From the aforementioned reviews, it is important to develop a gripper that can adjust its action based on tactile sensing feedback. In this research, we present a novel design of a fin-ray gripper with embedded tactile sensor and multi-DoF, which can adjust gripper state based on tactile feedback. To classify grasping status by using stress distribution from each finger, a robust perception algorithm and a deep-learning network is developed and validated. Lastly, we comprehensively evaluate our proposed system under controller experimental setup and in real harvesting action. The detailed contributions of this work are shown as follow,

  • We proposed a tactile enabled dexterous soft robotic gripper to address the obstacle interference challenge in the robotic fruit harvesting.

  • We proposed a classification of the grasping pattern during robotic harvesting in orchard environment, which can be perceived by the tactile sensing array and processed by both traditional and deep-learning-based algorithms.

  • We validated the tactile sensing patterns and applied them to control the dexterous soft robotic gripper to achieve various grasping pattern under different grasping scenarios.

For the rest of this paper, the design and fabrication process of our gripper is presented in Section II , and theoretical modelling and tactile sensing is included in Section III. The experiments and results are presented in Section IV, followed by the conclusion in Section V.

Ii Gripper design and fabrication

Ii-a Mechanical Design

The main objectives of the gripper design in the robotic fruit harvesting applications were: i) low fruit damage rate; ii) high harvest success rate; iii) ability of self-protection under semi-structured environment; iv) low cost. Low fruit damage rate demand gentle contact, while the high harvest success rate requires both essential grasping force and the capability to deal with obstacle interference. In terms of self-protection, the gripper has to be capable of sensing the external force during operation.

With the above four objectives, a hybrid gripper actuated by four air cylinders with 4 flexible fingers is designed and prototyped, as shown in Figure 1. Four actuators are introduced to provide essential grasping force while the flexible fingers are designed to achieve gentle contact. Specifically, the finger skeleton utilises the fin-ray effect for its outstanding shape adaptability, and the silicone skin cast on the surface of the finger can increase the friction for a stable grasp while distributing the pressure to mitigate the potential damage introduced by force concentration. Piezoresistive tactile sensing arrays (RX-M0404S) are integrated to enable the gripper with some extent of environment sensing ability.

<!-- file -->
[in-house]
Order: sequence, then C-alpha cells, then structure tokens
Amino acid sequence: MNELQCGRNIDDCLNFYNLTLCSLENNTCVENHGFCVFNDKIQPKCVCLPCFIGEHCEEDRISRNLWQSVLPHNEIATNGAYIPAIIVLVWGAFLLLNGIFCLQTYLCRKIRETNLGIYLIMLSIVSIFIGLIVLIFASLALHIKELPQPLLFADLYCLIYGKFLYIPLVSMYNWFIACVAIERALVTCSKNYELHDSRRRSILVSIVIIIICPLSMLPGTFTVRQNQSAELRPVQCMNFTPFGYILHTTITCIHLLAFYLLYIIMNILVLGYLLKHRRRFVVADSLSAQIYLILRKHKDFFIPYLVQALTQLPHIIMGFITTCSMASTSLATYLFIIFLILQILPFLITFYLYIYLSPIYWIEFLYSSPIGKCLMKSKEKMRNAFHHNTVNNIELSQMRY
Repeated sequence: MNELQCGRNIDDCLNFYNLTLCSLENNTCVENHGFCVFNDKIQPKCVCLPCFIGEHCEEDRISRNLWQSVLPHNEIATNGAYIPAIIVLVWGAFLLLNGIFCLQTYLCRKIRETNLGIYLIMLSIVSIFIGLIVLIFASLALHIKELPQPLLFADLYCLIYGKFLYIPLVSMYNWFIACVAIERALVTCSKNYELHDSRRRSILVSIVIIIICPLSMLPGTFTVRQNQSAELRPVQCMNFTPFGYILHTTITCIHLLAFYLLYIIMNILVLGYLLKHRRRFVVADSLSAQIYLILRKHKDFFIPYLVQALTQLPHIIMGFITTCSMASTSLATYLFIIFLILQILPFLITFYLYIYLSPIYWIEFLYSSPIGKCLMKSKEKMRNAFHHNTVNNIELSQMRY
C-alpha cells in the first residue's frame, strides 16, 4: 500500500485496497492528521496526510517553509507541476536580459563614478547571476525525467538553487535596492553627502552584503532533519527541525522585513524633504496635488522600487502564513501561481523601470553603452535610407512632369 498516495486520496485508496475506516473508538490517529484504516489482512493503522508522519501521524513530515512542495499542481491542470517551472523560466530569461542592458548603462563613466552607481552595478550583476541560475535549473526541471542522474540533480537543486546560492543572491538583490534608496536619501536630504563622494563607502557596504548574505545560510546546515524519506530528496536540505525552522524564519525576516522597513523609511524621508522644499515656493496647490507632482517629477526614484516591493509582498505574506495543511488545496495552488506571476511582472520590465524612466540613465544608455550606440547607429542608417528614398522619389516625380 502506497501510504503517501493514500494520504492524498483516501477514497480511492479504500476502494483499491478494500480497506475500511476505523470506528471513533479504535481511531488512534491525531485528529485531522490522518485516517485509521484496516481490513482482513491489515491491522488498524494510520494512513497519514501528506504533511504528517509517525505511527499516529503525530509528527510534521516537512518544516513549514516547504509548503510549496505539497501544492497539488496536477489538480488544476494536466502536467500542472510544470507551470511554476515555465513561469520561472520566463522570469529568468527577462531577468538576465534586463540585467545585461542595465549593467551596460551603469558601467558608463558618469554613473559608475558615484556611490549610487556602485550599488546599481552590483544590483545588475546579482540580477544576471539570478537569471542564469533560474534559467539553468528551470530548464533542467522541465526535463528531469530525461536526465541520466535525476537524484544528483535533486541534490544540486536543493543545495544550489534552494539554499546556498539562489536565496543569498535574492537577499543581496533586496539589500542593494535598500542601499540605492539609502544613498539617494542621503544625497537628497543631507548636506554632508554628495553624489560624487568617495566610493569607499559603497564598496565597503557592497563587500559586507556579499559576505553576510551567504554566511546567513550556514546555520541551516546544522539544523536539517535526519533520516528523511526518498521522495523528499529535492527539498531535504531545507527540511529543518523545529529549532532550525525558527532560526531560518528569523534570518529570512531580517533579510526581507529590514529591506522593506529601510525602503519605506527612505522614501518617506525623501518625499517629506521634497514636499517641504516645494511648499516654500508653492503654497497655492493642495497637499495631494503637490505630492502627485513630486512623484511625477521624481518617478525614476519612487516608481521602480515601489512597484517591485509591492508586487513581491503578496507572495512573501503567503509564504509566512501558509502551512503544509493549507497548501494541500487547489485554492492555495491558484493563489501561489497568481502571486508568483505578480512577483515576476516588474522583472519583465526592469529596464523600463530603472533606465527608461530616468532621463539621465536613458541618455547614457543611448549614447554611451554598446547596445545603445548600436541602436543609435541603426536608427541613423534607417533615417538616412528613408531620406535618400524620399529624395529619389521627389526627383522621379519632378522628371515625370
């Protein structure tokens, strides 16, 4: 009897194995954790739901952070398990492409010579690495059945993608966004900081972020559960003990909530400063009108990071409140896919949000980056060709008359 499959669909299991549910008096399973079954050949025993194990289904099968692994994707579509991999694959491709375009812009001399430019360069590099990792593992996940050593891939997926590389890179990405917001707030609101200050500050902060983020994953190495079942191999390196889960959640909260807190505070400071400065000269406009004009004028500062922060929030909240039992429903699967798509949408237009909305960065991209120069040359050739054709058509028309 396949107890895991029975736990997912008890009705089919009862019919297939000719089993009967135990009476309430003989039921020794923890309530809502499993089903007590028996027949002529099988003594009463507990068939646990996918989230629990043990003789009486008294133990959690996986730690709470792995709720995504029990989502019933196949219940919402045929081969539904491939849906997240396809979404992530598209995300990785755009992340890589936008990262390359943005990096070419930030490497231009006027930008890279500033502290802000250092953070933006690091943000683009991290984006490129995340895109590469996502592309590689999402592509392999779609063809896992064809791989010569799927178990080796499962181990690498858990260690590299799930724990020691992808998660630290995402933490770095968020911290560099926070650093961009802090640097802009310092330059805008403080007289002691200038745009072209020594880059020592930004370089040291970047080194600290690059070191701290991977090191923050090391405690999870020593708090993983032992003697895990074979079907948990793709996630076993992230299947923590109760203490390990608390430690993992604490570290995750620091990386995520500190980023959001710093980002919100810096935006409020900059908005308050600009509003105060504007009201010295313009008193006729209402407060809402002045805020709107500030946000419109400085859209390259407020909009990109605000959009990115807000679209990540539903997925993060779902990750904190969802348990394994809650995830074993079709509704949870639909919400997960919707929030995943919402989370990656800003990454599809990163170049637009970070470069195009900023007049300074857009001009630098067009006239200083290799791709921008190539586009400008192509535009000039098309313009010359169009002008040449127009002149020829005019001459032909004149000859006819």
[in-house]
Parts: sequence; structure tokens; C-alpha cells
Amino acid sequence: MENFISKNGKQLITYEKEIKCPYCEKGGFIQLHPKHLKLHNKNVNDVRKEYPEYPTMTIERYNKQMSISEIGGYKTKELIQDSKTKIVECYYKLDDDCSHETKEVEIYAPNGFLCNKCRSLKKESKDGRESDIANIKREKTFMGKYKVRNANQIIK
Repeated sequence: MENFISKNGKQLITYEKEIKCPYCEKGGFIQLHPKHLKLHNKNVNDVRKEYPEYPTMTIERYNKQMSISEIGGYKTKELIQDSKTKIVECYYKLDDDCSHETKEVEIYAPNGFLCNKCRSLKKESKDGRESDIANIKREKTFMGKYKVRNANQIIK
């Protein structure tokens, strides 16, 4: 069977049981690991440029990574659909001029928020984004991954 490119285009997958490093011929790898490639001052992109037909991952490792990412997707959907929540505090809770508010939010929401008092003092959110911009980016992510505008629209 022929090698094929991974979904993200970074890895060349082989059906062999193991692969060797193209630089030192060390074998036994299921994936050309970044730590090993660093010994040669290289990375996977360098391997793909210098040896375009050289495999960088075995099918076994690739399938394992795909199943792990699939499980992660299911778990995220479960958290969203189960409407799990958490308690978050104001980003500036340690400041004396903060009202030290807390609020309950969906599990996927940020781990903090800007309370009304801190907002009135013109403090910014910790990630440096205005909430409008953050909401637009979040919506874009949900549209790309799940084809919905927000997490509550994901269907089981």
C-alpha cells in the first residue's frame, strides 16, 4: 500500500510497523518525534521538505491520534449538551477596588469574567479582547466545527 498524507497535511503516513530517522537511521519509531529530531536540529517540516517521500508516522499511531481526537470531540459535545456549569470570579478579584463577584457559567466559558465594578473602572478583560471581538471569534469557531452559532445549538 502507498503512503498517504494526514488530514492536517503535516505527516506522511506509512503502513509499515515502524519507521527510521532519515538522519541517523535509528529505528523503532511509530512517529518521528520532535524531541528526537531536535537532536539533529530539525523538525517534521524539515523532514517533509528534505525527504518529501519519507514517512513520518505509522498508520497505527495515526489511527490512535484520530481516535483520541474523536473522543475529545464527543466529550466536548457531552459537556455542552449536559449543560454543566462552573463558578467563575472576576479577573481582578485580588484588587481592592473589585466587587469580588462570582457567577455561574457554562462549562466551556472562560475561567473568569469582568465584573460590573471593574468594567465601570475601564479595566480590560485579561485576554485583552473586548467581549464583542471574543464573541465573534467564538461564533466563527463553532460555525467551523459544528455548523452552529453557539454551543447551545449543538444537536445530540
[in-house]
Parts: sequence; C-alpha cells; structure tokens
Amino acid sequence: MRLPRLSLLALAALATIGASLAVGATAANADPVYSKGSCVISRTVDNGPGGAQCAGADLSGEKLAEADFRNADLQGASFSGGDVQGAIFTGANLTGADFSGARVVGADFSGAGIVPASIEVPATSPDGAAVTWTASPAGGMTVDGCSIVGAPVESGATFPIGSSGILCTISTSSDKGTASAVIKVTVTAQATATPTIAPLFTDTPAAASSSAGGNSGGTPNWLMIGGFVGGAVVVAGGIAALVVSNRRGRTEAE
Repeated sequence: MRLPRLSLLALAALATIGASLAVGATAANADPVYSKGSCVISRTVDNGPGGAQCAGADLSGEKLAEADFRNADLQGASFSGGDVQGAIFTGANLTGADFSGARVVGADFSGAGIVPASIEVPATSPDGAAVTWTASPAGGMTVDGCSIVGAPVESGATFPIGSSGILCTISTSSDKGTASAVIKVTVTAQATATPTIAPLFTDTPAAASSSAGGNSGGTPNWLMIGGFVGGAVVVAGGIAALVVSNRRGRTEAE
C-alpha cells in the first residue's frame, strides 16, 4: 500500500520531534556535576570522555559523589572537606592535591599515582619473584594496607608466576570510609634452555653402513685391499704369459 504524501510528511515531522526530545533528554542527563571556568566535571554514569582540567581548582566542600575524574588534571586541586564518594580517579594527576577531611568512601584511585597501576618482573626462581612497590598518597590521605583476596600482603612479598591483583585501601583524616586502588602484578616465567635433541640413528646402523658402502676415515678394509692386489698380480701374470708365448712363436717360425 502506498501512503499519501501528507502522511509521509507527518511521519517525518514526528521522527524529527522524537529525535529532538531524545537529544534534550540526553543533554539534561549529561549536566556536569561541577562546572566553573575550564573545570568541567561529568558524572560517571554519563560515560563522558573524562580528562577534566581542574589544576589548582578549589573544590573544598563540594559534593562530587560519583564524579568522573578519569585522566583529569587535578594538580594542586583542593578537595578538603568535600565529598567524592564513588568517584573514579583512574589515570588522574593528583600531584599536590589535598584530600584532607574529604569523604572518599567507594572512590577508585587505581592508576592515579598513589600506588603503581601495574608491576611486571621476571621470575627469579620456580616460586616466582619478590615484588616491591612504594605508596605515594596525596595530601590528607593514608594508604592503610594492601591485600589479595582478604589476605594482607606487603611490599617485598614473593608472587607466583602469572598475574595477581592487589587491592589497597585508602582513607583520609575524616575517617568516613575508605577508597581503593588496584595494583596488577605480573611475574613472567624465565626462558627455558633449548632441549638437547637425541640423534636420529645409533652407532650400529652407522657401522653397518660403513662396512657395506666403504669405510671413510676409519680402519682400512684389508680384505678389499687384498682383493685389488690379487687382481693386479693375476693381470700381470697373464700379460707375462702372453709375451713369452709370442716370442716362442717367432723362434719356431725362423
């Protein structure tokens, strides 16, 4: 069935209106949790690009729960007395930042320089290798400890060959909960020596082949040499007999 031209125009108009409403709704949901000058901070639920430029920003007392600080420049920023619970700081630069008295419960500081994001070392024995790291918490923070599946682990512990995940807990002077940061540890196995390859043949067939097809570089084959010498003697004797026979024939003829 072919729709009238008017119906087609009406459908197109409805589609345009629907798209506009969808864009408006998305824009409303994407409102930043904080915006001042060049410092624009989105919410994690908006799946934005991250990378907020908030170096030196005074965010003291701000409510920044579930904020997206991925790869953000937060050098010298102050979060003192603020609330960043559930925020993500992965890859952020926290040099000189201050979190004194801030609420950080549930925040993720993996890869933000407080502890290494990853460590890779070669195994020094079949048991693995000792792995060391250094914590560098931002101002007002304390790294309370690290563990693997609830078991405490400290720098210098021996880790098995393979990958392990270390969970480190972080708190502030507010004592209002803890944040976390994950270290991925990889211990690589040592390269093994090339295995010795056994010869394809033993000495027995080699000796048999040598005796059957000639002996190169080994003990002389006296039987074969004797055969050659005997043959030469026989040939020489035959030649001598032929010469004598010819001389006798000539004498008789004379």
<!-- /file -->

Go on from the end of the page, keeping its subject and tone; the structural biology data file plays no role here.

Fig. 1: Mechanical design of the proposed multi-DoF soft gripper

To provide the adaptive gripper with self protection function as well as essential dexterity to deal with the obstacle interference, four fingers are designed to be able to act independently. Whenever an obstacle was detected by one finger, the central control system can react by either adjusting the approaching posture or releasing the finger and let the remaining fingers to complete the picking process.

Ii-B Finite Element Modeling

The grasping motion of the proposed soft gripper/finger can be simulated to predict the deformation of soft fingers [19, 12, 13, 8] and provide the basic foundation for tactile sensing integration. To perform the simulation, the property of the hyperelastic material used (TPU: NinjaFlex) is initially tested by a uniaxial tensile test (ISO 37 standard). The dumbbell samples are printed and tested in two patterns, cross and longitudinal (Figure 2a). The average stress and strain relation has been tested with Instron Universal Tester E3000 (Figure 2b and c). The average experimental data are fitted into three hyperelastic models, Yeoh, Ogden, and Mooney-Rivlin. Among these, the Ogden model has the best constitutive model with the parameter values , = 0.03829, = 4.1352, = 24.4601, = 0.2123, = 24.4613, = 0.2122.

Fig. 2: (a) Dumbbell test sample with longitudinal and cross pattern, (b) Instron tensile test machine, (c) Stress-strain curve of NinjaFlex
Fig. 3: Simulation of soft fin ray finger’s displacement when contacting (a) the apple model, (b) both apple and branch model, stress distribution of inner layer when contacting (c) apple model, (d) both apple and branch model